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Retailers turn to Europe as African challenges bite

| Economic factors

When Brait agreed to pay about $1.2bn for UK fashion chain New Look last month, South African billionaire Christo Wiese’s investment company took a leaf from an increasingly popular book.

Amid a lack of acquisition opportunities on its home continent, Brait followed the likes of retailers The Foschini Group (TFG) and Spar in bypassing the potential of Africa’s growing middle class and targeting European consumers instead.

"They’re buying established businesses with established brands, distribution channels and shops, and this in a market that’s showing recovery," said Byron Lotter, a money manager at Johannesburg-based Vestact, which oversees about R2.3bn of assets. "Expansion into Africa is slower and a lot more difficult."

While sub-Saharan Africa has long-term potential, a shortage of retail locations and high transportation costs are among factors limiting expansion opportunities in that region, according to Guy Hayward, CEO of Walmart’s South African unit, Massmart. That’s preventing companies taking full advantage of middle-class households — those consuming $15 to $115 a day — that Standard Bank estimates will grow to 40-million by 2030 from 15-million now.

South African retailers have spent at least $1.5bn buying European companies this year, while Steinhoff International Holdings’ $5.3bn takeover of Cape Town-based clothes retailer Pepkor Holdings will see the furniture seller expand into markets such as Poland and the Czech Republic as well as Australia. Steinhoff, the JSE’s biggest furniture company with a market capitalisation of about R260bn, plans to list on the Frankfurt Stock Exchange this year to increase exposure to investors in Europe.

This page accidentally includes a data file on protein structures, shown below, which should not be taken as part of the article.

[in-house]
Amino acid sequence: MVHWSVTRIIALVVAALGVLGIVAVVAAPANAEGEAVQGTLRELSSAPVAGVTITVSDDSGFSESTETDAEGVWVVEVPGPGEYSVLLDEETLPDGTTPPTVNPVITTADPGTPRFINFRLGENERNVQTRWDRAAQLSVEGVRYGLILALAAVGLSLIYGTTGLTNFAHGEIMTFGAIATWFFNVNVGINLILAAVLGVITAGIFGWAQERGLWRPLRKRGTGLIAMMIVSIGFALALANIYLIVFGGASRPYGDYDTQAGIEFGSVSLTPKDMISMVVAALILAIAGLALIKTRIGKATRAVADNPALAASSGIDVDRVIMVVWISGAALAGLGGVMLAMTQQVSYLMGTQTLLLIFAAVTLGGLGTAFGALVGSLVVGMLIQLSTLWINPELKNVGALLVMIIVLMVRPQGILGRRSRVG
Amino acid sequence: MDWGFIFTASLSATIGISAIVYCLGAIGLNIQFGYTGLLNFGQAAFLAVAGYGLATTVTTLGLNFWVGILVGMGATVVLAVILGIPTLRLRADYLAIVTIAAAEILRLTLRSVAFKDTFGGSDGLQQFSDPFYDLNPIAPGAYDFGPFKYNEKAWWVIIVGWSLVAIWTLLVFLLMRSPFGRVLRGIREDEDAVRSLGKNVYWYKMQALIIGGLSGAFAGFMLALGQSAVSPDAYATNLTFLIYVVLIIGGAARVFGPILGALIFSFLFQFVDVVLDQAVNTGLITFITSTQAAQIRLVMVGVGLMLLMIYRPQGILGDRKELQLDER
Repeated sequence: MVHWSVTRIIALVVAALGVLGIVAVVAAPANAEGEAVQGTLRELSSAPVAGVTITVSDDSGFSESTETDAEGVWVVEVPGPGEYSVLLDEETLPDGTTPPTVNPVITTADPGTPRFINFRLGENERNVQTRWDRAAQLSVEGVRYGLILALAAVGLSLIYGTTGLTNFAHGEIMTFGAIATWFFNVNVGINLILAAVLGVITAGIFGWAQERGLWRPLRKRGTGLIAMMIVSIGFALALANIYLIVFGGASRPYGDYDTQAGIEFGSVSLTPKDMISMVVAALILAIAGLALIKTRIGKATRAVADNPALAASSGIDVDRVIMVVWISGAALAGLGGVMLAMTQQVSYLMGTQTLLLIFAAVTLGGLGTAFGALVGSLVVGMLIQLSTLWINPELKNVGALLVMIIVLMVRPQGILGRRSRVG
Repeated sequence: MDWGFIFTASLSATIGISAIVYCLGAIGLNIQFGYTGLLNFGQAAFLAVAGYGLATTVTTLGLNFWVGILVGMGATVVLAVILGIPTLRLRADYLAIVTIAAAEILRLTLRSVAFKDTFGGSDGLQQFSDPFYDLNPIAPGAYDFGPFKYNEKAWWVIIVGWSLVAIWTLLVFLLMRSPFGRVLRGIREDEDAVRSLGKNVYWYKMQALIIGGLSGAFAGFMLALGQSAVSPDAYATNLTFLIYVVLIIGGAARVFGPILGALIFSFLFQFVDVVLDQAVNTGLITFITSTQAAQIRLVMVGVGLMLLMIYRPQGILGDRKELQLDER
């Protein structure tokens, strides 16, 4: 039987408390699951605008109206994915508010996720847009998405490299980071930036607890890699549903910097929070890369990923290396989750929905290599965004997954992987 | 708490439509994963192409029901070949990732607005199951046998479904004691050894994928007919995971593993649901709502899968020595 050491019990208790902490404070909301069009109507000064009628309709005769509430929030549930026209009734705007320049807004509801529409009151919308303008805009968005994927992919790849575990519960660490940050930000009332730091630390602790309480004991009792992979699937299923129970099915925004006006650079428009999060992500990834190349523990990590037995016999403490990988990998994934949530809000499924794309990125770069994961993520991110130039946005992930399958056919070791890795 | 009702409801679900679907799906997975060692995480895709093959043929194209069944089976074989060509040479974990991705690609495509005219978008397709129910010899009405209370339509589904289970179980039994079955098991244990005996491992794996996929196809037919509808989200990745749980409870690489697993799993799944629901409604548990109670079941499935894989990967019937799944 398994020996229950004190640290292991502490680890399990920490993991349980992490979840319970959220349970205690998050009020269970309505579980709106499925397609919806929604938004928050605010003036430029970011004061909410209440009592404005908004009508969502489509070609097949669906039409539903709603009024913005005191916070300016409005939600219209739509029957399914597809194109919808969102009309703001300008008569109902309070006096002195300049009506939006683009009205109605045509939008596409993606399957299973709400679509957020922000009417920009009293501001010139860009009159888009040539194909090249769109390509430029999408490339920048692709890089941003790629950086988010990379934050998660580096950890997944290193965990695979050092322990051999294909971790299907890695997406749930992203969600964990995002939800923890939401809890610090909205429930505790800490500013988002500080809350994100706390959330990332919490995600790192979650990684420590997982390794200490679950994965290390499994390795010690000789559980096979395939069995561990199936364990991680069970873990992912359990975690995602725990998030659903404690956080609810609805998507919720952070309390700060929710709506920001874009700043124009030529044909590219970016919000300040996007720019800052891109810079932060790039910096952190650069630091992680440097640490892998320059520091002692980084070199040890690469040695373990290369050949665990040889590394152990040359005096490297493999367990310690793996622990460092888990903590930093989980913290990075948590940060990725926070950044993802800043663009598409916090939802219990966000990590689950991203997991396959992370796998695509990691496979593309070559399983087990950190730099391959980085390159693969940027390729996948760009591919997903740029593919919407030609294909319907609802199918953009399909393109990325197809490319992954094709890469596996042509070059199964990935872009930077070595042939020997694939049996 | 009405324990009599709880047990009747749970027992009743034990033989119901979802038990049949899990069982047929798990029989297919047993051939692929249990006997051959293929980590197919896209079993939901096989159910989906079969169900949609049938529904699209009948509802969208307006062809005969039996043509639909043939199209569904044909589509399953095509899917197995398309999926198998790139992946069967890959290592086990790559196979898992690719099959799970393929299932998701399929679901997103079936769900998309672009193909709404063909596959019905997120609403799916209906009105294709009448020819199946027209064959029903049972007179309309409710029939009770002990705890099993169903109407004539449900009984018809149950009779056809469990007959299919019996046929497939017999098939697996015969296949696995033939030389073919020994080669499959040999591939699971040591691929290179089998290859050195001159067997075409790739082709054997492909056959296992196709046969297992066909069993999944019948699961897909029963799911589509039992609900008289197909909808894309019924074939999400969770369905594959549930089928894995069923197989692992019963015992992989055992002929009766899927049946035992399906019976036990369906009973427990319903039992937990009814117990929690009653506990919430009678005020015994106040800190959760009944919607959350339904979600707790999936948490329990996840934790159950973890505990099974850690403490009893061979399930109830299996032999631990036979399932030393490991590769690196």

South African shopping chains have been struggling to grow sales at home as unemployment of more than 26%, power shortages and rising inflation stifles consumer spending. In contrast, the UK, for example, is experiencing falling joblessness and had deflation of 0.1% in April.

Ronnie Stein, chief financial officer of Cape Town-based TFG, said in late May the fashion chain was growing as fast as it could in the rest of Africa — yet that was not quickly enough to meet the company’s goals. TFG’s shares have increased 17% this year, compared with a 12% gain by the FTSE/JSE Africa General Retailers index.

TFG plans to have 375 stores in its Rest of Africa region by 2020, compared with its 148 now, yet also agreed to buy UK clothing chain Phase Eight for £140m in January.

"If we found the same opportunity in SA, we would have done it," Mr Stein said, referring to Phase Eight. "We are not slowing Africa growth at all, but we’ve now got the opportunity to grow in the rest of the world as well."

South African retailers expanding in Europe also benefit from diversifying their sources of revenue beyond the rand, according to Mr Stein. The currency has weakened about 17% against the dollar in the past year, and is trading close to a 14-year low.

Woolworths closed its three stores in Nigeria in 2013 because of high rental costs, duties and difficulties transporting goods. Seeing faster growth through the purchase of stores in established markets, the seller of organic foods and clothing brands such as Country Road bought David Jones, Australia’s oldest department-store chain, for $2bn last year.

Mr Price will open its first test store in Australia in the second half of the new fiscal year ending March next year, it said earlier this month.

"The prize in Africa is as big as ever, but it’s probably harder and further away," Massmart’s Mr Hayward said.


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